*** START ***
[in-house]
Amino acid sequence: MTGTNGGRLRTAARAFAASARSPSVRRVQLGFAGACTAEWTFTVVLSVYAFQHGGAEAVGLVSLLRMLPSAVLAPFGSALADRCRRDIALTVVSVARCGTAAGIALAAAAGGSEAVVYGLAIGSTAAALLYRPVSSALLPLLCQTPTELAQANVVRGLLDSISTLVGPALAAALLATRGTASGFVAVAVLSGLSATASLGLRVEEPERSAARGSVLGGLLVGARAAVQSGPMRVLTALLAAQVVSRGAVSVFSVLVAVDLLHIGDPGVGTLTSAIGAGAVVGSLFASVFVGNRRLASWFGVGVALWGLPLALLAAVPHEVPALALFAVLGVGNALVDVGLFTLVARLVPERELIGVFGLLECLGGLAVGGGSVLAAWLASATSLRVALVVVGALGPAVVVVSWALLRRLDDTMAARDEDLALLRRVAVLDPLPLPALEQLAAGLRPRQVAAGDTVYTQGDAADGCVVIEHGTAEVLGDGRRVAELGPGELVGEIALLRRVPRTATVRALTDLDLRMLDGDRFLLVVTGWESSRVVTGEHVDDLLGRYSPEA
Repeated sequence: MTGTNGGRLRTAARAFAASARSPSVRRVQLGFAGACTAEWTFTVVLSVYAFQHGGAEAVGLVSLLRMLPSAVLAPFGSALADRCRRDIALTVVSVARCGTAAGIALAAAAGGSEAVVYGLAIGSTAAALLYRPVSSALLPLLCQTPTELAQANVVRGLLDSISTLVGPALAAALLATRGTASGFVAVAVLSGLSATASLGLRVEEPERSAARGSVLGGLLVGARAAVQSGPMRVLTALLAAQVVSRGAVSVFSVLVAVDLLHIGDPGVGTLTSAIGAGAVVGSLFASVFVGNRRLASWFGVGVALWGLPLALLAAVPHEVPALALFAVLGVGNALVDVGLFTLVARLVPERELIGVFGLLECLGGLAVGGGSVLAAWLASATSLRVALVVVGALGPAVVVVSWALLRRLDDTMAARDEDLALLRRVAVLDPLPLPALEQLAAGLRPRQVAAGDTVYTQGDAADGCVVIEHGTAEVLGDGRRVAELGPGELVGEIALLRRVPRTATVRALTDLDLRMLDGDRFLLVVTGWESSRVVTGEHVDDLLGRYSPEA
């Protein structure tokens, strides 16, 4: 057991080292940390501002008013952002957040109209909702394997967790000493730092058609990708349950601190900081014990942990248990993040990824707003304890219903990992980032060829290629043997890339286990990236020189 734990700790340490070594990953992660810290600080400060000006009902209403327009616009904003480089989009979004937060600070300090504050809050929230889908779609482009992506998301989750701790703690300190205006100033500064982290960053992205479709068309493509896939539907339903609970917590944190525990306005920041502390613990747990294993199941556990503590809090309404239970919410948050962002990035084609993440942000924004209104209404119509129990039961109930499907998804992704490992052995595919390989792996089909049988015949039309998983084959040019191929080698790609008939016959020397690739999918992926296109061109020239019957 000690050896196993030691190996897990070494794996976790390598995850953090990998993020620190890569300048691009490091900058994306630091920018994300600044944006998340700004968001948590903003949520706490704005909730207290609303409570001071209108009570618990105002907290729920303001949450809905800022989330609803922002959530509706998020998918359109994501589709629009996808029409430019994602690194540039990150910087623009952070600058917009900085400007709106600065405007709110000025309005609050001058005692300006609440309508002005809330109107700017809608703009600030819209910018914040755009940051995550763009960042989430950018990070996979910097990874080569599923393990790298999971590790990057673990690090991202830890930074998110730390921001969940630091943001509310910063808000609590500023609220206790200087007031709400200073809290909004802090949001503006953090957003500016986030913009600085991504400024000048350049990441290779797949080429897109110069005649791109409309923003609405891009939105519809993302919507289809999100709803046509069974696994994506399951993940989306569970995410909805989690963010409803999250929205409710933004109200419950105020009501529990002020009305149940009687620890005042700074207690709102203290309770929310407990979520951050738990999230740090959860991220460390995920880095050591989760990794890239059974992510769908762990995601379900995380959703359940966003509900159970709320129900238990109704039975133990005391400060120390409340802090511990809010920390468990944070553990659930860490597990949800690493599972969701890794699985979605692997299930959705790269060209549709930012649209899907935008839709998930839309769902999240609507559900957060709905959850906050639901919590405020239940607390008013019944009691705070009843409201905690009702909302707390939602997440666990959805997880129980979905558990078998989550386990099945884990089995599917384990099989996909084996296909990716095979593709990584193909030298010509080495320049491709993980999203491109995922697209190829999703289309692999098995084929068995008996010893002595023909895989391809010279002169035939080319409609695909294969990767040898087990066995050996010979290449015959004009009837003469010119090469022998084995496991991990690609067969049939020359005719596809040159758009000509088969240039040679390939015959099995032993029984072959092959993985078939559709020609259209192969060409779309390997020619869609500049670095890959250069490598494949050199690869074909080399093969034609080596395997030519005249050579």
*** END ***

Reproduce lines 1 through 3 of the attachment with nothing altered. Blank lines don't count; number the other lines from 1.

[in-house]
Amino acid sequence: MTGTNGGRLRTAARAFAASARSPSVRRVQLGFAGACTAEWTFTVVLSVYAFQHGGAEAVGLVSLLRMLPSAVLAPFGSALADRCRRDIALTVVSVARCGTAAGIALAAAAGGSEAVVYGLAIGSTAAALLYRPVSSALLPLLCQTPTELAQANVVRGLLDSISTLVGPALAAALLATRGTASGFVAVAVLSGLSATASLGLRVEEPERSAARGSVLGGLLVGARAAVQSGPMRVLTALLAAQVVSRGAVSVFSVLVAVDLLHIGDPGVGTLTSAIGAGAVVGSLFASVFVGNRRLASWFGVGVALWGLPLALLAAVPHEVPALALFAVLGVGNALVDVGLFTLVARLVPERELIGVFGLLECLGGLAVGGGSVLAAWLASATSLRVALVVVGALGPAVVVVSWALLRRLDDTMAARDEDLALLRRVAVLDPLPLPALEQLAAGLRPRQVAAGDTVYTQGDAADGCVVIEHGTAEVLGDGRRVAELGPGELVGEIALLRRVPRTATVRALTDLDLRMLDGDRFLLVVTGWESSRVVTGEHVDDLLGRYSPEA
Repeated sequence: MTGTNGGRLRTAARAFAASARSPSVRRVQLGFAGACTAEWTFTVVLSVYAFQHGGAEAVGLVSLLRMLPSAVLAPFGSALADRCRRDIALTVVSVARCGTAAGIALAAAAGGSEAVVYGLAIGSTAAALLYRPVSSALLPLLCQTPTELAQANVVRGLLDSISTLVGPALAAALLATRGTASGFVAVAVLSGLSATASLGLRVEEPERSAARGSVLGGLLVGARAAVQSGPMRVLTALLAAQVVSRGAVSVFSVLVAVDLLHIGDPGVGTLTSAIGAGAVVGSLFASVFVGNRRLASWFGVGVALWGLPLALLAAVPHEVPALALFAVLGVGNALVDVGLFTLVARLVPERELIGVFGLLECLGGLAVGGGSVLAAWLASATSLRVALVVVGALGPAVVVVSWALLRRLDDTMAARDEDLALLRRVAVLDPLPLPALEQLAAGLRPRQVAAGDTVYTQGDAADGCVVIEHGTAEVLGDGRRVAELGPGELVGEIALLRRVPRTATVRALTDLDLRMLDGDRFLLVVTGWESSRVVTGEHVDDLLGRYSPEA